Review: SCARY STORIES TO TELL IN THE DARK Is Dragged Down By A Weak Script

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Austin Zajur in SCARY STORIES TO TELL IN THE DARK to be released by CBS Films and Lionsgate. Image courtesy of CBS Films.

Based on the popular collections of short stories aimed at children, Scary Stories to Tell in the Dark is a new horror film set around Halloween being released in… early August? Perhaps this indicates a lack of confidence on the movie’s ability to hold up against competition in the spookiest month of the year, as the film doesn’t quite reach the level of thrills that it should, even for PG-13 horror.

The movie is about a group of teens who find a book in a haunted house that mysteriously writes its own stories involving their worst fears that end up coming to life. It’s a really cool premise, and likely even more so if you have a connection to the book series, but alas, for someone without that nostalgia factor, the film just isn’t spooky enough to work.

Perhaps the biggest issue with the movie is that, even though some of the monsters are legitimately creepy and interesting, there isn’t enough time spent with them to really build the tension surrounding them. The scenes with the actual monsters feel rushed, and as a result, some of them end up feeling rather laughable.

A few of the segments have some really creepy imagery that shows what this film could have been. The “Pale Lady” sequence, for example, has some creepy imagery that is accomplished through some wonderful costuming and use of color. Others, such as the “Jangly Man” sequence or the “Harold” scene, just don’t land and are unlikely to cause even the youngest of viewers nightmares.

Also frustrating is that the movie feels the need to try to incorporate a deeper social commentary. Although it is nice when a horror film is successful at trying to be deep, this movie seems to fundamentally lack the knowledge about the topics on which it hopes to provide commentary. For example, a character is classified as a “draft dodger” after having received his notice in the mail just a few days prior. It feels like the film just threw these messages in there in an attempt to make the movie mean something.

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Harold. Image courtesy of CBS Films.

The character development in the film is one of its few stronger suits. Although all of the characters are stupid teenagers making stupid decisions, they are rather sympathetic and you do, shockingly enough, actually care about them somewhat. The friendship between the characters is very compelling, and is one of the few factors that actually draws you into the movie.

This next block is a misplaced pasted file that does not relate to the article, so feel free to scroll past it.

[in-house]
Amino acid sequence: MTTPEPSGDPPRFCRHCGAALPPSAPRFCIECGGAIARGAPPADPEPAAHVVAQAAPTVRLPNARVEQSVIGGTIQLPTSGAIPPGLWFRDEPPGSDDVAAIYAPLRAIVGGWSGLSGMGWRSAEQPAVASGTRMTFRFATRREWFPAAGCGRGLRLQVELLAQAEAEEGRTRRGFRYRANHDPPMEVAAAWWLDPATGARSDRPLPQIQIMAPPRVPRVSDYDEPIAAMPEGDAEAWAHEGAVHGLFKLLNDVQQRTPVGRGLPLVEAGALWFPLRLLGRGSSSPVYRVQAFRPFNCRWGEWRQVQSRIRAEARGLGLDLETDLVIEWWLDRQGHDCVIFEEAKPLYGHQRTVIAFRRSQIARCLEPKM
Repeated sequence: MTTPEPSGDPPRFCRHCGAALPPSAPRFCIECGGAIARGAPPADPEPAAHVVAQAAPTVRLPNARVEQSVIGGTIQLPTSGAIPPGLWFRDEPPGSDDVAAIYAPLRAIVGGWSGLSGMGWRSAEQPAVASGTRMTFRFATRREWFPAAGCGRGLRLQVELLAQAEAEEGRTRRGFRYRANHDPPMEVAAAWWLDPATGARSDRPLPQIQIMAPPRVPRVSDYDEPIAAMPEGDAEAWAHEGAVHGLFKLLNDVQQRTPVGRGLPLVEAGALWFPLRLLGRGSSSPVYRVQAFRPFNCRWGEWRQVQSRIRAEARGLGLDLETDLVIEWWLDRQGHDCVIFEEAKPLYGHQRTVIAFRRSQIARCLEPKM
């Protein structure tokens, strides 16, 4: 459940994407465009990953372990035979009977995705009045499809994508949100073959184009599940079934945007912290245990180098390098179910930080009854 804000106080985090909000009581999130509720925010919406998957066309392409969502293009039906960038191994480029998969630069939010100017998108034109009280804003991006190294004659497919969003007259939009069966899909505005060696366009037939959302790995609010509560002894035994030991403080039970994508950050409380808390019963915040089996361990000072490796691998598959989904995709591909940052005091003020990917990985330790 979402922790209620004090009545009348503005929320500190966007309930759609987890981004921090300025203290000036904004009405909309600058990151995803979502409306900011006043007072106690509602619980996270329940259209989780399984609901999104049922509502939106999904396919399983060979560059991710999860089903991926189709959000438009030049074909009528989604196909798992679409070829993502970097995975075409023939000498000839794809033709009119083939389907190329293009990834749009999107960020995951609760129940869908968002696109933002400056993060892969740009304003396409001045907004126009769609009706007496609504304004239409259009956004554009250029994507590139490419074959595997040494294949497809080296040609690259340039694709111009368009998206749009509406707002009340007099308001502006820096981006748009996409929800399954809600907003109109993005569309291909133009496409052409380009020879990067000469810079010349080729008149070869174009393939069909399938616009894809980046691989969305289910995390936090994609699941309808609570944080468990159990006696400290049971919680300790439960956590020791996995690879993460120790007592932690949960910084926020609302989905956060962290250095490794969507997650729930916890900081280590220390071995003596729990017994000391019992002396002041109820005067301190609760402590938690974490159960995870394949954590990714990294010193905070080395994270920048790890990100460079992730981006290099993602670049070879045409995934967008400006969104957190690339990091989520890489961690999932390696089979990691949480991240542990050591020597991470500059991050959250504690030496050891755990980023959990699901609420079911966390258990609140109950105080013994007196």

The cast of the film also isn’t bad. The lead of the movie, Zoe Margaret Colletti, is actually pretty likable. Although only time will tell whether or not she will have a future outside young adult fare, she seems poised to have a good few years ahead of leading teen movies, perhaps some romances and the inevitable sequel that will come if this film catches on with the thrill-hungry youth.

It is also important to note that André Øvredal is a hell of a director. He is able to take a subpar script and make it somewhat watchable through his able direction. Apart from some hectic editing every now and again, the movie looks surprisingly decent. Although the marketing wouldn’t indicate it, this is a period piece set in the late 1960’s. The production design does a great job of transporting you both back to the era and creating the Halloween feeling. Additionally, Øvredal worked with some of the best “monster actors” working in the business today, including Javier Botet, to bring the monsters to life.

Scary Stories to Tell in the Dark had a concept with a lot of potential, and director André Øvredal created a really interesting atmosphere, but the script is just too weak for it to be much fun. It has just enough to keep the interest of tween horror fanatics in the making, but there are some much better scary movies in theaters right now and on the horizon.

Scary Stories to Tell in the Dark is now playing in theaters.

By Sean Boelman

Sean is a film student, aspiring filmmaker, and life-long cinephile. For as long as he can remember, he has always loved film, but he credits the film Pan's Labyrinth as having started his love of film as art. Sean enjoys watching many types of films, although some personal favorite genres include dramatic comedies, romantic comedies, heist films, and art horror.

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